Exploration is one of the key driving forces behind all of civilisation. If our ancestors had never wondered about what was over the horizon, we wouldn’t live in the world as we know it today. History has been full of famous explorers, from Marco Polo to Roald Amundsen and, even now, humans are exploring with the aid of machines. As I’m writing this Voyager 1 is coming close to leaving the Solar System, venturing into parts unknown. The majority of us won’t explore Space, but we can still explore digital worlds with the help of consoles, PCs, and Terraria.
Terraria is a title with a retro feel, thanks to its old school graphics, where exploration is digitised. It’s a title which expertly manages to tap into our basic instinct to explore. The game is a simple affair in that you create a character and Terraria crafts a world for you to explore, with some RPG elements thrown in. The console version differs from its PC counterpart, which was released almost two years ago, as it includes a tutorial. The tutorial is quite short and teaches you the basics, like building shelter, gathering resources and crafting.
Terraria is what you make it.
The first hour or so will consist of creating your home base, which is best done near or on the spawn point. After that, you’re really free to just explore the world, from desert scapes to snowy mountains or digging down right into Hell. As you explore, you’ll come across deposits or resources which you can mine with your pickaxe, and enemies that you can dispatch with any of your tools, though the enemies do change in difficulty depending where you are or what time it is.
Crafting is actually very easy to get the hang of. To create a shelter, all you need to do it aim at where you want to place a block of your chosen resource and place it, following this formula until your home is complete. Crafting items is also simple, but gaining high level items takes time. You start with a crafting table where you can make basic items like doors. Eventually you gain access to furnaces, anvils and looms, allowing you to create weapons, armour and clothing. A potion table is also available to make potions.
Finding resources is what the bulk of your time will be spent doing. You can get basic elements on the surface, but to be able to craft better weaponry and equipment you need to access the more rare elements, which are deep underground. You’ll spend most of your time underground creating tunnels, some which will lead you to riches, others to dead ends. Different sets of beasts occupy these levels, not affected by the time of day.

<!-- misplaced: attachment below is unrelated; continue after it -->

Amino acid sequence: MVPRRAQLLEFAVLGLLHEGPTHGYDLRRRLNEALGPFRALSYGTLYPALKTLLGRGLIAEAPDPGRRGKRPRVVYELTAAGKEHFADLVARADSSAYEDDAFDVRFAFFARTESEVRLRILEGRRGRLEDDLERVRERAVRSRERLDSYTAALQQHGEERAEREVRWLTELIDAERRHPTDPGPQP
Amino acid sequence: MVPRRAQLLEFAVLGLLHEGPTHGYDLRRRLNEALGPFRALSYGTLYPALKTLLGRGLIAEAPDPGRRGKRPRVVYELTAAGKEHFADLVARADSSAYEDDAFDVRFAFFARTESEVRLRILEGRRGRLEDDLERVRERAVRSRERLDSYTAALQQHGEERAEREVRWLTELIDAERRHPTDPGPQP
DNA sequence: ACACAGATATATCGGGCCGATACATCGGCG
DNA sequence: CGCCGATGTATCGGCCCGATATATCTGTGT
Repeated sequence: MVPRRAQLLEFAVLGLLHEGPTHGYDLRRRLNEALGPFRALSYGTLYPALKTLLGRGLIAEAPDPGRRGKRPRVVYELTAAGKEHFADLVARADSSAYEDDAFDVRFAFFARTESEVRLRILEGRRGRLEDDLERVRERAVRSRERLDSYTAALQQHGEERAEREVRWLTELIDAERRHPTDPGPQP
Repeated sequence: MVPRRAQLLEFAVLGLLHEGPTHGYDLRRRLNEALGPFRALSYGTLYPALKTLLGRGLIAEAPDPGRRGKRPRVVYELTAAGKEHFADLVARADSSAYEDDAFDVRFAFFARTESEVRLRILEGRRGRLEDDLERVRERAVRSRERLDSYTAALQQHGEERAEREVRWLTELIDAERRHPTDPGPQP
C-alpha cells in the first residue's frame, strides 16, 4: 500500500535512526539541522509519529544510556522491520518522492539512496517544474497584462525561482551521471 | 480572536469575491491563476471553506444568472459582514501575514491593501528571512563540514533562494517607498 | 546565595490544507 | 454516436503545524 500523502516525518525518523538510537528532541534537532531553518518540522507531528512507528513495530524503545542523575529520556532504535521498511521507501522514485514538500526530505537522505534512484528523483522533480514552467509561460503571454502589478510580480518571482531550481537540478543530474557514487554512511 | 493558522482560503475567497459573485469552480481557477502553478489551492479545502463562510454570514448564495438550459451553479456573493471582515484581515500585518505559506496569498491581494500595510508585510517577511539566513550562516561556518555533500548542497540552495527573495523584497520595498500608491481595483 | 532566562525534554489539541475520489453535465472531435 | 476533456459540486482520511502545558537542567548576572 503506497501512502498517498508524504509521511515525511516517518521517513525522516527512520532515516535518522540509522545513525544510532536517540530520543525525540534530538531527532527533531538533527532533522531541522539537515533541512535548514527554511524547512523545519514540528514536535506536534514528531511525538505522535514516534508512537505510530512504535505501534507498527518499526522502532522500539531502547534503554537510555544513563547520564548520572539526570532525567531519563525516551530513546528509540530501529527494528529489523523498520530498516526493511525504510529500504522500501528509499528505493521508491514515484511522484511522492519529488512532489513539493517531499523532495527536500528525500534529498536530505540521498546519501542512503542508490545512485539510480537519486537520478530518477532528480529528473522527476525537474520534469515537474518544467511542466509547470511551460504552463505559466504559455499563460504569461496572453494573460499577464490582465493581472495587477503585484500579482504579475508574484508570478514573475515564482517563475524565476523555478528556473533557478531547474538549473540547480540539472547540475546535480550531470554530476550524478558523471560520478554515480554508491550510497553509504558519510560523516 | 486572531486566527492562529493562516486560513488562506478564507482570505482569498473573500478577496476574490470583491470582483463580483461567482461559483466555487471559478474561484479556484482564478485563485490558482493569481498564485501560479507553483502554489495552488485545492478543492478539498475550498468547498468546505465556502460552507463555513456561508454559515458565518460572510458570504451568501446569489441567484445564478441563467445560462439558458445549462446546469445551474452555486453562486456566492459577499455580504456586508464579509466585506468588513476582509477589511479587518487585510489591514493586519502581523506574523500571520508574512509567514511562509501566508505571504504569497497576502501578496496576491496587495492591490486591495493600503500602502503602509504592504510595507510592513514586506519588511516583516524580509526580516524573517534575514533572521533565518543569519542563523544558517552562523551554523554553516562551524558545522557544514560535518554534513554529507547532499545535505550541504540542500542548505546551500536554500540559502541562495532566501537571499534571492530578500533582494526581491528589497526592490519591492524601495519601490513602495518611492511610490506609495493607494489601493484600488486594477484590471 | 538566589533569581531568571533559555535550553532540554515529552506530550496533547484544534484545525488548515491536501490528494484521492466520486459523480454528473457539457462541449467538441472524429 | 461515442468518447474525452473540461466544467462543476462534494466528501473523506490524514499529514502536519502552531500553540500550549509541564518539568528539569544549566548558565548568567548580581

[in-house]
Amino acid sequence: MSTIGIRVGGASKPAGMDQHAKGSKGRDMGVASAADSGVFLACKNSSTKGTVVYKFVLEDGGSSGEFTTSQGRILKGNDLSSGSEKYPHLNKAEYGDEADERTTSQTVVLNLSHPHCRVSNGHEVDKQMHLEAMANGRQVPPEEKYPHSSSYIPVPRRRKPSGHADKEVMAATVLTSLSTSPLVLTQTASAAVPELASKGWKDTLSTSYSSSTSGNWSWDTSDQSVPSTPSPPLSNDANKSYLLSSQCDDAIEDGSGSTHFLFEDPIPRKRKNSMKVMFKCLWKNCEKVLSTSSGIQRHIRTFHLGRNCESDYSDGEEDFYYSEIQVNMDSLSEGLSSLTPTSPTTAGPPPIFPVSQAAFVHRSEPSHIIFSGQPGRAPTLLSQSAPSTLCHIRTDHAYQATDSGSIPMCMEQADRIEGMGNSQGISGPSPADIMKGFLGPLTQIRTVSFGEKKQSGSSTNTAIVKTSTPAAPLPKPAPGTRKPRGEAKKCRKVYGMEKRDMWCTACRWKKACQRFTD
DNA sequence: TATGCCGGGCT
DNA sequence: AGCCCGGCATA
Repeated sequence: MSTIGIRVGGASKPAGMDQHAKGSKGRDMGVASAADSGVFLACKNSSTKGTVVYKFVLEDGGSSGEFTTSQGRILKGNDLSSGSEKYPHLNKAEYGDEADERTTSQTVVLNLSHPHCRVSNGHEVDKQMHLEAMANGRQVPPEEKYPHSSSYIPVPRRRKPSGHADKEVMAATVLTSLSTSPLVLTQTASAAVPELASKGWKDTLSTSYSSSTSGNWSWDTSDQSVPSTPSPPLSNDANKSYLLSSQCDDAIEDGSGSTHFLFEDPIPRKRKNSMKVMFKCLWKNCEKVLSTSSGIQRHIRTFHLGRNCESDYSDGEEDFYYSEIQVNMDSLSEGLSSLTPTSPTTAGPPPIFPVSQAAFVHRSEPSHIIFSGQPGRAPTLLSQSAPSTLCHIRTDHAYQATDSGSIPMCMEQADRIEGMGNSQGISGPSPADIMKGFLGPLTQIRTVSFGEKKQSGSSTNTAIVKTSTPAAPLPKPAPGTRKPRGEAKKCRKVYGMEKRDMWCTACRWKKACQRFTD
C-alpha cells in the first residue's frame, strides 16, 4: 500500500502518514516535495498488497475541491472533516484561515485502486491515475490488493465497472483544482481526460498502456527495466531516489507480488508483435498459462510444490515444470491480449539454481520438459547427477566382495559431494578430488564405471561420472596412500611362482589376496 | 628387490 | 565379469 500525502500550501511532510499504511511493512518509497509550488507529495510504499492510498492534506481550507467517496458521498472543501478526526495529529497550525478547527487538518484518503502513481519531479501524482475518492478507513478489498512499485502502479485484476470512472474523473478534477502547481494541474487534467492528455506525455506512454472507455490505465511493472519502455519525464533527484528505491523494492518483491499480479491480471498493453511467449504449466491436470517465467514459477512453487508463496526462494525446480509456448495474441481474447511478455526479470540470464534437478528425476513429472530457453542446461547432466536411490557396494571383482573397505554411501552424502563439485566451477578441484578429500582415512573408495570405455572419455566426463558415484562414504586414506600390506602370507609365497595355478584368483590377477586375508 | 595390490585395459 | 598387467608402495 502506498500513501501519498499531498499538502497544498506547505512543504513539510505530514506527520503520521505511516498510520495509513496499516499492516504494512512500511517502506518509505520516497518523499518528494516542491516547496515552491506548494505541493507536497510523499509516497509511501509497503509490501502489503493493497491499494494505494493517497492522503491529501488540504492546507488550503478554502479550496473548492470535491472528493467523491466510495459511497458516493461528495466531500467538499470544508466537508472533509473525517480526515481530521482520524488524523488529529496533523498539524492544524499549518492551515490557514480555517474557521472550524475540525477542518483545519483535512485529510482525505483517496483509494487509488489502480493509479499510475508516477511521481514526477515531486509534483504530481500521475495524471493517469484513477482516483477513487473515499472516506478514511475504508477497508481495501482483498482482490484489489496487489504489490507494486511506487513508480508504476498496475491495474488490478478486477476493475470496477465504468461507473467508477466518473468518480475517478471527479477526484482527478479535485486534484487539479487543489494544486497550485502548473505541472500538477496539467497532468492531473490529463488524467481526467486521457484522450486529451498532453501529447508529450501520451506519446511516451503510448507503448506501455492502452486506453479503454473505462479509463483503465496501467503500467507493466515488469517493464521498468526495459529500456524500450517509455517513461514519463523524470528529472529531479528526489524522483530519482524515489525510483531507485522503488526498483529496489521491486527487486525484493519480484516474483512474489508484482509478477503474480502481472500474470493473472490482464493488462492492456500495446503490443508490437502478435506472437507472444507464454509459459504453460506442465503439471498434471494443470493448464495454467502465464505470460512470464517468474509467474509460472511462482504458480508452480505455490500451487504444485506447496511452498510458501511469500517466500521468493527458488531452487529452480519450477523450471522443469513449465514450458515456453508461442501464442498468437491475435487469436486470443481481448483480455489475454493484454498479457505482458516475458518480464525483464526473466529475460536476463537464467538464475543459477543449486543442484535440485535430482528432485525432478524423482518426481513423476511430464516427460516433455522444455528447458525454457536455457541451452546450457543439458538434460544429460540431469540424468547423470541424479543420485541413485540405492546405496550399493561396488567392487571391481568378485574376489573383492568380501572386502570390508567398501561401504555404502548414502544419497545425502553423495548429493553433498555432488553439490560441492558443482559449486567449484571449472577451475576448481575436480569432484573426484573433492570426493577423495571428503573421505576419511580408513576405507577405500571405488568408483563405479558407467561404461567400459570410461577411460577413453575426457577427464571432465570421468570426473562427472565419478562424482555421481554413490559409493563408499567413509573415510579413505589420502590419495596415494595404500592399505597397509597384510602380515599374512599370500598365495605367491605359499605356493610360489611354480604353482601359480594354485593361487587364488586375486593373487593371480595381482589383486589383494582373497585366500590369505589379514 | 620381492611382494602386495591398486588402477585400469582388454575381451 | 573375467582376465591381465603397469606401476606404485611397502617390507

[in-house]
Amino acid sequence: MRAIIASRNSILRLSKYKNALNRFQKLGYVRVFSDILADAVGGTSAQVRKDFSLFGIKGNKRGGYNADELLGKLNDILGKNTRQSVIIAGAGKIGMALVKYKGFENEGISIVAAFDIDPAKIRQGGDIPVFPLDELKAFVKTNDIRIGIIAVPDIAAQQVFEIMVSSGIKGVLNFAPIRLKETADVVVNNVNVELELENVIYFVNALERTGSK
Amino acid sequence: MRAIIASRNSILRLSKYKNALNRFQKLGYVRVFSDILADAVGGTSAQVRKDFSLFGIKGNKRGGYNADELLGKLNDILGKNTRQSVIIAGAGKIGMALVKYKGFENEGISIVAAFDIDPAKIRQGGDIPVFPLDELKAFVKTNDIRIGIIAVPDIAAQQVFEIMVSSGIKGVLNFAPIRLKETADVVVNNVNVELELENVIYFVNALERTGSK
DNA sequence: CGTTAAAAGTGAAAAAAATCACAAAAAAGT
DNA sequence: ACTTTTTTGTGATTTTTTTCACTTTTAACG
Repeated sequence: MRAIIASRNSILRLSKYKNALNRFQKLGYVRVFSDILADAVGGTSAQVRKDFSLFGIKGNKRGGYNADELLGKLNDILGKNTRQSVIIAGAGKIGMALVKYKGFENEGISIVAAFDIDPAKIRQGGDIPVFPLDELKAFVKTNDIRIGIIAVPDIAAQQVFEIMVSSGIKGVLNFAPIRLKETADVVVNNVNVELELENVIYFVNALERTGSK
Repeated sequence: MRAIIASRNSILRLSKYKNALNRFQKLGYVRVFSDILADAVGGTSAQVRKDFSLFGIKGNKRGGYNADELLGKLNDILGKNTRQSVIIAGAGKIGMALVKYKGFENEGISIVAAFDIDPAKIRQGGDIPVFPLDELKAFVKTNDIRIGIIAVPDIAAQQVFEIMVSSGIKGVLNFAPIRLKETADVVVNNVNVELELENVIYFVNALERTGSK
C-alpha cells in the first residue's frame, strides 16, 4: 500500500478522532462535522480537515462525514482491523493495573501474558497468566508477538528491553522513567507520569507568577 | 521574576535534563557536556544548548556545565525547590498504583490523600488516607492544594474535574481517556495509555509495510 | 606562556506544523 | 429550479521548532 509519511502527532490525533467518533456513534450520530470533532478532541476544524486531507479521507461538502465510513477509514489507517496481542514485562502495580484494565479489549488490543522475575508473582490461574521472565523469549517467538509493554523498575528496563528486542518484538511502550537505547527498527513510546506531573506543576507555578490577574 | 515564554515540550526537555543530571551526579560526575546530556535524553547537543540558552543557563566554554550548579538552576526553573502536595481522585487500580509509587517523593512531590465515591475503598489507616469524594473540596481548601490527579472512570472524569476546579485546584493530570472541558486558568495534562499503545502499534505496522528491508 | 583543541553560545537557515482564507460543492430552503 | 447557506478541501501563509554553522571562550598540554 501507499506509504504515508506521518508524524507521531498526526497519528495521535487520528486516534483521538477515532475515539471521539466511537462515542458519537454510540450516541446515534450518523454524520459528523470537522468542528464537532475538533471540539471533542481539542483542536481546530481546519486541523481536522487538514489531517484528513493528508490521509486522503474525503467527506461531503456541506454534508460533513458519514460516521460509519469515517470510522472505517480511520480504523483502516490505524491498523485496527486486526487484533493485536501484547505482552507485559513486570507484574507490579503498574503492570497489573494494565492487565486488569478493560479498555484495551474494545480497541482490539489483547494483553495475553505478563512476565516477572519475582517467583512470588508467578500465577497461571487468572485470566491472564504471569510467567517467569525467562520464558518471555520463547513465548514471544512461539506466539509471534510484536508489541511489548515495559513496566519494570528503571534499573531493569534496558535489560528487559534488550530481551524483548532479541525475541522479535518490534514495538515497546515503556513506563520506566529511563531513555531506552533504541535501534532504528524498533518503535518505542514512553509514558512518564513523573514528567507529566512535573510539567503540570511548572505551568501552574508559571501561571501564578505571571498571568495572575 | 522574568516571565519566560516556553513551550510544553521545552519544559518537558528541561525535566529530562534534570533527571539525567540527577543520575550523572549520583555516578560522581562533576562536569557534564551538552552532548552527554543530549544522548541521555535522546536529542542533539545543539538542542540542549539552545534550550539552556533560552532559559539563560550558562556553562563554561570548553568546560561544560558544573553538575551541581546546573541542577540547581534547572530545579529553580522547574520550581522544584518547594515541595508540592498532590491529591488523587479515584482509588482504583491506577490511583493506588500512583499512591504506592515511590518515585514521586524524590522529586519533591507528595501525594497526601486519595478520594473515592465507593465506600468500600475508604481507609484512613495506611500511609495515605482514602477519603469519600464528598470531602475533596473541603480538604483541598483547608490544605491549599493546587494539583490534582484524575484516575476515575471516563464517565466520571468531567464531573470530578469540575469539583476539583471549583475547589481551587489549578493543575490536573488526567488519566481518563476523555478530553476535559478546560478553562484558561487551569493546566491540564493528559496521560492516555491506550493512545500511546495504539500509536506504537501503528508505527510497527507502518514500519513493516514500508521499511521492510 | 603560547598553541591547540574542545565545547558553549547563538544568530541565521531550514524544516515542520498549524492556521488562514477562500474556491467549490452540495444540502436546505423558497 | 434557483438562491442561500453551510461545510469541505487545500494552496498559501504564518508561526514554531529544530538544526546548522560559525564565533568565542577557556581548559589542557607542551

Terraria has a day and night cycle, with the day being the safest time to explore. During this time there are mostly low level monsters occupying the world, but they are relatively easy to get rid of. It’s when night comes that the fear creeps up on you, for the night is dark and full of terrors. During the night, creatures such as Zombies and Demon Eyes come out with the sole purpose of killing you and if you’re not near shelter then Terraria becomes a game of survival.
I found myself on more than one occasion being so absorbed in exploring the world around me that I didn’t keep an eye on the sun in the background, which makes its way across the sky as an unintrusive timer, and getting stuck with monsters all around me. I died losing all of my coins. If I had been playing on the hardest difficulty then my death would have been permanent.
Descend into Hell.
Taking inspiration from the saying “If you build it, they will come,” Terraria will only introduce these NPCs to you if you build them a shelter to live in. Personally I went for the classic castle approach, though my moat was more of a hole that I could climb out but none of the AI could, including NPCs even after I built some wooden platforms for them to use. Luckily if you stay away for a while these characters will spawn back in their rooms.
The bosses provide some of the toughest gameplay you will experience. My biggest run in was with Skeletron, long before my character was ready to face him. I learnt a harsh lesson from Terraria, and that is if you try to extend too far before you’re ready you will be punished. In this instance I died after taking just one hit.
There is also both local and online multiplayer, with local multiplayer allowing four players while online will allow up to eight players. Having additional players means you can explore faster and share items, as well as fight bosses together. However, while I did leave my game open, no one joined. Also, everytime I attempted to join a game I was met with the message “No Game Found”. Though it would have been nice to play with others, Terraria isn’t a game that needs to rely on multiplayer for longevity.
- Very addictive gameplay.
- Looks and sounds very nice.
- Has hours of playability.
- The first few hours of the game can feel a bit slow.
- Multiplayer was empty at time of writing.
Terraria is a simple game that is hard to master, and one that can easily consume your time. The only stories here are the ones you create, either by yourself or with others, and there’s a chance to construct some real masterpieces. It is a shame that the multiplayer seemed dead at the time of writing but if more people get involved it could truly be a fun experience. Terraria is a small title (only 34mb in fact) with huge potential.